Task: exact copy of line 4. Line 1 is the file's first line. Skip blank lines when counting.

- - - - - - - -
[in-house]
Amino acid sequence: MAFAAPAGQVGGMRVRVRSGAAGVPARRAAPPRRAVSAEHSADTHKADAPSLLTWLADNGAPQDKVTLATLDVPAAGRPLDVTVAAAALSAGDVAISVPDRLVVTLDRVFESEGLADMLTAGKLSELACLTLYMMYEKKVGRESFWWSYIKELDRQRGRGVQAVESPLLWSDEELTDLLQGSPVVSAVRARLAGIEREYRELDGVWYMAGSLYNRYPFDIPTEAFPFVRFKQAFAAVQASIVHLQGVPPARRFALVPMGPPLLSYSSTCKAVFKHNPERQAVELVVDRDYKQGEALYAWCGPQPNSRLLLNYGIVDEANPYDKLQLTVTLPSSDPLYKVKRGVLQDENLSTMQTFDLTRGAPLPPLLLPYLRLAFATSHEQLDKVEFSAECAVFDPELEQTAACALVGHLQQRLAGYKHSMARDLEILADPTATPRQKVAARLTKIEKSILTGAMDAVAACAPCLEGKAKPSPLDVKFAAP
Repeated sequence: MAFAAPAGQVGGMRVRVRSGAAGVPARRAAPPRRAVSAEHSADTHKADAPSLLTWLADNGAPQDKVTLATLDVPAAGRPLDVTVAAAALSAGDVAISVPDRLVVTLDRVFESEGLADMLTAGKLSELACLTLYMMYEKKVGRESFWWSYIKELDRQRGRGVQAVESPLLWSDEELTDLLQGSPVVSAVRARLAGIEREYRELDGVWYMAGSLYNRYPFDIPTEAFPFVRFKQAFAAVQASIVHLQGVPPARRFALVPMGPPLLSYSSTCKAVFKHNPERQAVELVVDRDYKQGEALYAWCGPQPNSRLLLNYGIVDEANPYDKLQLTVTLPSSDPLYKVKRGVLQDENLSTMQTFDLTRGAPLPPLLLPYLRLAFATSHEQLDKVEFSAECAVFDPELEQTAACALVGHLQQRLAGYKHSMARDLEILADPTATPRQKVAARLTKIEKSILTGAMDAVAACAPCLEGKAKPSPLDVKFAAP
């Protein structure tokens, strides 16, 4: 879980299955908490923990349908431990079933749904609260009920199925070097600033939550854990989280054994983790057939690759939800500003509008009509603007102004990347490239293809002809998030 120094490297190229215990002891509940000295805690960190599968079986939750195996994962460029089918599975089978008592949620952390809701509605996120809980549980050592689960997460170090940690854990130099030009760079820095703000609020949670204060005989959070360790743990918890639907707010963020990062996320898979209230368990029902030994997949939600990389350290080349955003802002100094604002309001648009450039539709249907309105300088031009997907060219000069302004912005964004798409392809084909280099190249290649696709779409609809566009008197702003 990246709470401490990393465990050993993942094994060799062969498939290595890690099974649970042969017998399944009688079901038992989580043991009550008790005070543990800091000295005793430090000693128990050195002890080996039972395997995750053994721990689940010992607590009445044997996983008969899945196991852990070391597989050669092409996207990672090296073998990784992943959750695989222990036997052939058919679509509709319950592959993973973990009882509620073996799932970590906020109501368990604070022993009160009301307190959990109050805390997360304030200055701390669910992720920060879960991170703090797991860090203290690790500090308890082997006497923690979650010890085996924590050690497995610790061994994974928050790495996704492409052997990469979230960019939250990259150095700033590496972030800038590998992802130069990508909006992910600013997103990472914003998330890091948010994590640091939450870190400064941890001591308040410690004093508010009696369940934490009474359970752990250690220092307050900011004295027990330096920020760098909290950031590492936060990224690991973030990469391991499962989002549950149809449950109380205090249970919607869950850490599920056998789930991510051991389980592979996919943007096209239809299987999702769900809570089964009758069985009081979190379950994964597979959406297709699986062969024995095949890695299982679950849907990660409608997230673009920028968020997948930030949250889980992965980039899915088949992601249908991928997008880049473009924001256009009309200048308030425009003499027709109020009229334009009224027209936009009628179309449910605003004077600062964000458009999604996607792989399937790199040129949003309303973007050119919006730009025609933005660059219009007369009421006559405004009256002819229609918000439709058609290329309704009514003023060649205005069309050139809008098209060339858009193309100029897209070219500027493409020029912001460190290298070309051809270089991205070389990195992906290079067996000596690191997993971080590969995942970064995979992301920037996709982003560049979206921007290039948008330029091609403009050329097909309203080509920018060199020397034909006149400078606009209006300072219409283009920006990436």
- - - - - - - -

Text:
């Protein structure tokens, strides 16, 4: 879980299955908490923990349908431990079933749904609260009920199925070097600033939550854990989280054994983790057939690759939800500003509008009509603007102004990347490239293809002809998030 120094490297190229215990002891509940000295805690960190599968079986939750195996994962460029089918599975089978008592949620952390809701509605996120809980549980050592689960997460170090940690854990130099030009760079820095703000609020949670204060005989959070360790743990918890639907707010963020990062996320898979209230368990029902030994997949939600990389350290080349955003802002100094604002309001648009450039539709249907309105300088031009997907060219000069302004912005964004798409392809084909280099190249290649696709779409609809566009008197702003 990246709470401490990393465990050993993942094994060799062969498939290595890690099974649970042969017998399944009688079901038992989580043991009550008790005070543990800091000295005793430090000693128990050195002890080996039972395997995750053994721990689940010992607590009445044997996983008969899945196991852990070391597989050669092409996207990672090296073998990784992943959750695989222990036997052939058919679509509709319950592959993973973990009882509620073996799932970590906020109501368990604070022993009160009301307190959990109050805390997360304030200055701390669910992720920060879960991170703090797991860090203290690790500090308890082997006497923690979650010890085996924590050690497995610790061994994974928050790495996704492409052997990469979230960019939250990259150095700033590496972030800038590998992802130069990508909006992910600013997103990472914003998330890091948010994590640091939450870190400064941890001591308040410690004093508010009696369940934490009474359970752990250690220092307050900011004295027990330096920020760098909290950031590492936060990224690991973030990469391991499962989002549950149809449950109380205090249970919607869950850490599920056998789930991510051991389980592979996919943007096209239809299987999702769900809570089964009758069985009081979190379950994964597979959406297709699986062969024995095949890695299982679950849907990660409608997230673009920028968020997948930030949250889980992965980039899915088949992601249908991928997008880049473009924001256009009309200048308030425009003499027709109020009229334009009224027209936009009628179309449910605003004077600062964000458009999604996607792989399937790199040129949003309303973007050119919006730009025609933005660059219009007369009421006559405004009256002819229609918000439709058609290329309704009514003023060649205005069309050139809008098209060339858009193309100029897209070219500027493409020029912001460190290298070309051809270089991205070389990195992906290079067996000596690191997993971080590969995942970064995979992301920037996709982003560049979206921007290039948008330029091609403009050329097909309203080509920018060199020397034909006149400078606009209006300072219409283009920006990436």